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‘The EC Archives: Shock Suspense Stories Volume 1’ – Advance Hardcover Review

From a time when irony was every story device comes EC Archives’ collection of Issues #1-6 of Shock Suspense Stories. As it turns out, it isn’t just a look back at sci-fi, suspense, and horror stories from the ’50s, but a doozy of historical proportions. With a foreword from Steven Spielberg, reading from story to story you see before you the moment when comic books became socially conscious. In 1953 before segregation officially ended, the editors of Shock Suspense Stories had the guts to take on social injustice of African Americans citizens (“The Guilty”), hatemongering towards Jewish citizens (“Hate”), and the cowardice of the KKK (“Under Cover”).

Imagine being a young teenager putting down your superhero or cowboy comic, picking up Shock Suspense Stories, and paging from a Twilight Zone-style sci-fi story about aliens leaving deformed types of their species on Earth because they look like humans or a woman who murders her vegetable husband only to have to take care of her vegetable lover, into a story about a black man being accused of murder and then killed in cold blood only to find out he was innocent. That’s a pretty heavy shift, but an important one.

This is a moment in history that took guts and passion. The sad thing is that you read pieces like “The Guilty” and “Hate,” and they are far too relevant to what’s still happening today. A scary irony that makes me feel like I’m in a story from the comic books. It’s also fun reading the letter columns in reaction to these and other stories.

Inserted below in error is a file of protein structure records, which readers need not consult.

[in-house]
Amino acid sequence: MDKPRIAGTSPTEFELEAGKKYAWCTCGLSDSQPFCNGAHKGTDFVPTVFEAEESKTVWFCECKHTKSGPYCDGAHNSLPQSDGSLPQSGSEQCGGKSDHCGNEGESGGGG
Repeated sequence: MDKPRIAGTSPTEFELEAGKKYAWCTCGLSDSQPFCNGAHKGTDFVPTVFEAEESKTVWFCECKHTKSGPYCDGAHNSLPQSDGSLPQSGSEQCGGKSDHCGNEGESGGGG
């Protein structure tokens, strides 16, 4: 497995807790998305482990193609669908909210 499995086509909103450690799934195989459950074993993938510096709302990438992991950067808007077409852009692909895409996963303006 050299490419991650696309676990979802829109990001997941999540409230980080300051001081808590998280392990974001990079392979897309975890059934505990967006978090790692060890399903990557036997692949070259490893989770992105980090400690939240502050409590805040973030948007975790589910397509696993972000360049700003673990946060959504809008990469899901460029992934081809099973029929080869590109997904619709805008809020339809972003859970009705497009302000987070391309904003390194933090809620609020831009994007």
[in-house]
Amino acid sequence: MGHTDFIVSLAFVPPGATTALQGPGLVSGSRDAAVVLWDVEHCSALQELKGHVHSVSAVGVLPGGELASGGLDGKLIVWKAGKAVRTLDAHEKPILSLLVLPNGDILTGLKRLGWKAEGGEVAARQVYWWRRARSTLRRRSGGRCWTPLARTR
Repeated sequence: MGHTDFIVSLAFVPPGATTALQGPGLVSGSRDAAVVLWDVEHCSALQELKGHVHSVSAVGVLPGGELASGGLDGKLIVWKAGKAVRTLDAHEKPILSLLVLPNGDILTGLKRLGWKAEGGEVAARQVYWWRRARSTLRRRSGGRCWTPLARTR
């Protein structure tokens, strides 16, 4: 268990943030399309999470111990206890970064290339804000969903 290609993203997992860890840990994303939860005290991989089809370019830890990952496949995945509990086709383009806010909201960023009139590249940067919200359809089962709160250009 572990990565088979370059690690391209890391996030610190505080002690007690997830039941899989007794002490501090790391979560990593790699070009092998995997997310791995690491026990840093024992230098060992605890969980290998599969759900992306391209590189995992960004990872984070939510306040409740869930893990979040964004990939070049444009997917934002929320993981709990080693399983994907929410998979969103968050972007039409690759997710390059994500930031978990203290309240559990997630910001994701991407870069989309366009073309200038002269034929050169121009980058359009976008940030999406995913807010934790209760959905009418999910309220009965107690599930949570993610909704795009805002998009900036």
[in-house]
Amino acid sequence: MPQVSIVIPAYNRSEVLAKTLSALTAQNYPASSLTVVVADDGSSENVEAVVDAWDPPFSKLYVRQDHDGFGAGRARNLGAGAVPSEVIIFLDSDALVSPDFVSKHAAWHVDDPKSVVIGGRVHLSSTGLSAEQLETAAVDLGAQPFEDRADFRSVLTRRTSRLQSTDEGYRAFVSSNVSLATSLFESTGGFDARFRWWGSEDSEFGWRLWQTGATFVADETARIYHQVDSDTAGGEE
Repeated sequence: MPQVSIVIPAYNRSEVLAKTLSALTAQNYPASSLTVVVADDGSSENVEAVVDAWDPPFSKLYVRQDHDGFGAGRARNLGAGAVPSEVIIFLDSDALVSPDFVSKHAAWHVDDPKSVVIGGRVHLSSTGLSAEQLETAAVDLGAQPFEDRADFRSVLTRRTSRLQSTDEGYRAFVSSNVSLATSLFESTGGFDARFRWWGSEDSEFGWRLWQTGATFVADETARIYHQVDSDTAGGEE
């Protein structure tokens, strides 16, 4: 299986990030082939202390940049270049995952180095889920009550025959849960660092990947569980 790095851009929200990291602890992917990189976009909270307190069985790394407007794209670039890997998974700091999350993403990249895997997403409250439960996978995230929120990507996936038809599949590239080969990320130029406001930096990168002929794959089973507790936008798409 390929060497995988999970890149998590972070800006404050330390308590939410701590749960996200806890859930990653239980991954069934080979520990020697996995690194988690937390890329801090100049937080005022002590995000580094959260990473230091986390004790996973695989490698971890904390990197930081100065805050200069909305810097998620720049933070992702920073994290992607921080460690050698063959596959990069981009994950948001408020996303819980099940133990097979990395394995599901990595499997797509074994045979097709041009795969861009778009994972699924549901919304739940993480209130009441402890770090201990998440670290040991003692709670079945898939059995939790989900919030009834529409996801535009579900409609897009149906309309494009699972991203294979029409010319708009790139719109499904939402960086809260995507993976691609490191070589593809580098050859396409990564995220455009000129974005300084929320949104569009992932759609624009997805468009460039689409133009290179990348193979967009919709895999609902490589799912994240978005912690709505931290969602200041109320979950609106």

Is it all a bit heavy handed? Yes! That’s part of the beauty, and sometimes it works wonderfully as we dig into the paranoid mind of a killer who chops up his wife and stores her in a meat locker before guests arrive. Sometimes gruesome, sometimes relevant, and sometimes just crazy fun, this collection is great, from the pulp-style prose to the incredible artwork.

This beautiful collection is worth having for any comic book collector or aficionado not just for the lively stories, but to see the moment when comic books grew up.

Phillip Kelly, Fanbase Press Contributor



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